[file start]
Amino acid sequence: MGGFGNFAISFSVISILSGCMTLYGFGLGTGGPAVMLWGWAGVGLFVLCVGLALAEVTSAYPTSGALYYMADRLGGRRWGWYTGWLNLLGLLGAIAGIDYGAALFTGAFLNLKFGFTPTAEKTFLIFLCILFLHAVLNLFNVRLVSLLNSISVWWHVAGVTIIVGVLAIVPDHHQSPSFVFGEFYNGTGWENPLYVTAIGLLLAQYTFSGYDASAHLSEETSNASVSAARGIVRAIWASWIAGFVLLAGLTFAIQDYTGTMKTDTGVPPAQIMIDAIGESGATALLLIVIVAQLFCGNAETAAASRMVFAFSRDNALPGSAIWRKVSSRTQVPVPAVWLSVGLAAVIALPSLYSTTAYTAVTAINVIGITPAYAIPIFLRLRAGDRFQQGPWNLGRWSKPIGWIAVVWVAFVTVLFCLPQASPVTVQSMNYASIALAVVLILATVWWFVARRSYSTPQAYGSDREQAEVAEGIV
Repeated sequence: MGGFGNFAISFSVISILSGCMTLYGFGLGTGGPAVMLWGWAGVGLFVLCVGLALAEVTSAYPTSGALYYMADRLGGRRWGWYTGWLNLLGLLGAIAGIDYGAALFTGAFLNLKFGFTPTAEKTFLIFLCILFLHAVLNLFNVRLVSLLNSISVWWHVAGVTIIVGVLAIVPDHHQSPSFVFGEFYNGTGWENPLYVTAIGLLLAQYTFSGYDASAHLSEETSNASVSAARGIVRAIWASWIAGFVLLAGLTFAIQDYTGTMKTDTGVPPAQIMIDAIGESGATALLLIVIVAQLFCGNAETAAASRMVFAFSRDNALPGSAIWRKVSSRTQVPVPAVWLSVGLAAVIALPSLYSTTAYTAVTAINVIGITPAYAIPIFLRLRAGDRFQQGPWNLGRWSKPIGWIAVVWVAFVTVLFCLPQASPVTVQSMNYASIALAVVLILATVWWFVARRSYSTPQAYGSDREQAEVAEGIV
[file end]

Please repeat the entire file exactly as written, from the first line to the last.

Amino acid sequence: MGGFGNFAISFSVISILSGCMTLYGFGLGTGGPAVMLWGWAGVGLFVLCVGLALAEVTSAYPTSGALYYMADRLGGRRWGWYTGWLNLLGLLGAIAGIDYGAALFTGAFLNLKFGFTPTAEKTFLIFLCILFLHAVLNLFNVRLVSLLNSISVWWHVAGVTIIVGVLAIVPDHHQSPSFVFGEFYNGTGWENPLYVTAIGLLLAQYTFSGYDASAHLSEETSNASVSAARGIVRAIWASWIAGFVLLAGLTFAIQDYTGTMKTDTGVPPAQIMIDAIGESGATALLLIVIVAQLFCGNAETAAASRMVFAFSRDNALPGSAIWRKVSSRTQVPVPAVWLSVGLAAVIALPSLYSTTAYTAVTAINVIGITPAYAIPIFLRLRAGDRFQQGPWNLGRWSKPIGWIAVVWVAFVTVLFCLPQASPVTVQSMNYASIALAVVLILATVWWFVARRSYSTPQAYGSDREQAEVAEGIV
Repeated sequence: MGGFGNFAISFSVISILSGCMTLYGFGLGTGGPAVMLWGWAGVGLFVLCVGLALAEVTSAYPTSGALYYMADRLGGRRWGWYTGWLNLLGLLGAIAGIDYGAALFTGAFLNLKFGFTPTAEKTFLIFLCILFLHAVLNLFNVRLVSLLNSISVWWHVAGVTIIVGVLAIVPDHHQSPSFVFGEFYNGTGWENPLYVTAIGLLLAQYTFSGYDASAHLSEETSNASVSAARGIVRAIWASWIAGFVLLAGLTFAIQDYTGTMKTDTGVPPAQIMIDAIGESGATALLLIVIVAQLFCGNAETAAASRMVFAFSRDNALPGSAIWRKVSSRTQVPVPAVWLSVGLAAVIALPSLYSTTAYTAVTAINVIGITPAYAIPIFLRLRAGDRFQQGPWNLGRWSKPIGWIAVVWVAFVTVLFCLPQASPVTVQSMNYASIALAVVLILATVWWFVARRSYSTPQAYGSDREQAEVAEGIV